Save by renting a costume or shopping second-hand and vintage: A pink dress and tube socks for El or khaki pants and a shirt with an iron-on badge for Hopper would work perfectly — and cost significantly less than official licensed gear.
4. A pumpkin
Average cost: $3.42
With 44% of Americans planning to carve a pumpkin this year, maybe it’s no surprise that the National Garden Bureau has declared 2019 the Year of the Pumpkin.
You'll pay less than $3.50 for your gourd this year, which is way down from last year's average price of $6.16, says the U.S. Department of Agriculture.
The lower prices are a scary good thing, because with the season for pumpkin products now starting in August (thanks, Starbucks!), pumpkins are needed for everything from pies and muffins to savory soups and casseroles.
The National Garden Bureau says medium to large pumpkins with strong handles are best for carving, and smooth, small pumpkins are good choices for painting.
5. A bowl for treats
Average cost: $18.30
A candy bowl comes in handy whether you’re putting out treats in your kitchen or dishing out candy to the parade of trick-or-treaters at the door. While the average cost comes in under $20, you have a wide range of options.
A themed ceramic bowl can add spooky charm to your home’s décor — but we found shoppers can expect to pay an average of $36.99 for those.
Alternatively, a creepy skull-shaped plastic bowl costs an average of about $12, while a simple black plastic cauldron goes for around $6.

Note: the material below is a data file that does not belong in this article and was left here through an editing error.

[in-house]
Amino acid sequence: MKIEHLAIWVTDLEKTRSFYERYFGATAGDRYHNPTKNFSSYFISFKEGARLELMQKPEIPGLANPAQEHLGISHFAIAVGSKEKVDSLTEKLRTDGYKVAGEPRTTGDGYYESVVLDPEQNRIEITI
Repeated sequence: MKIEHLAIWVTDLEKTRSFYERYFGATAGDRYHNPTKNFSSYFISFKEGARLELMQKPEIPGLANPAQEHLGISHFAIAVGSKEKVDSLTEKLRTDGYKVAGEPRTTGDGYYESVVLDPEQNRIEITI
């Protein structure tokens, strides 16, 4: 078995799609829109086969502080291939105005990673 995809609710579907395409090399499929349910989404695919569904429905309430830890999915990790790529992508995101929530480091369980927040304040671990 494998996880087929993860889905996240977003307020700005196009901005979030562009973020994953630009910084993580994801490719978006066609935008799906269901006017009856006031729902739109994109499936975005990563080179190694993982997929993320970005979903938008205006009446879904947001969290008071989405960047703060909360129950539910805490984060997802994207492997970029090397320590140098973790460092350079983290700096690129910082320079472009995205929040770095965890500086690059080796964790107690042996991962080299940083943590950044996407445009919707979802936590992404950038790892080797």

When choosing a bowl, practicality is king: A ceramic bowl may be too fragile if you have small, playful children in the house.
6. A basic decoration
Average cost: $27.05
About 3 out of 4 Americans are planning to buy decorations this Halloween, with national spending expected to reach $2.7 billion, says the National Retail Federation.
But you don’t have to turn your garden into an elaborate and expensive ghoul-filled graveyard to make an impact.
One basic decoration, such as a posable skeleton by your door, can be a budget-friendly way to let trick-or-treaters know they’re welcome to ring the bell. (And then take their chances.)
Posable skeletons come in a variety of sizes from under 2 feet to over 5 feet tall, and shoppers can expect to spend an average of $9.51 for a 20-inch skeleton to $50.74 for a human-sized version.
7. An interactive decoration
Average cost: $78.35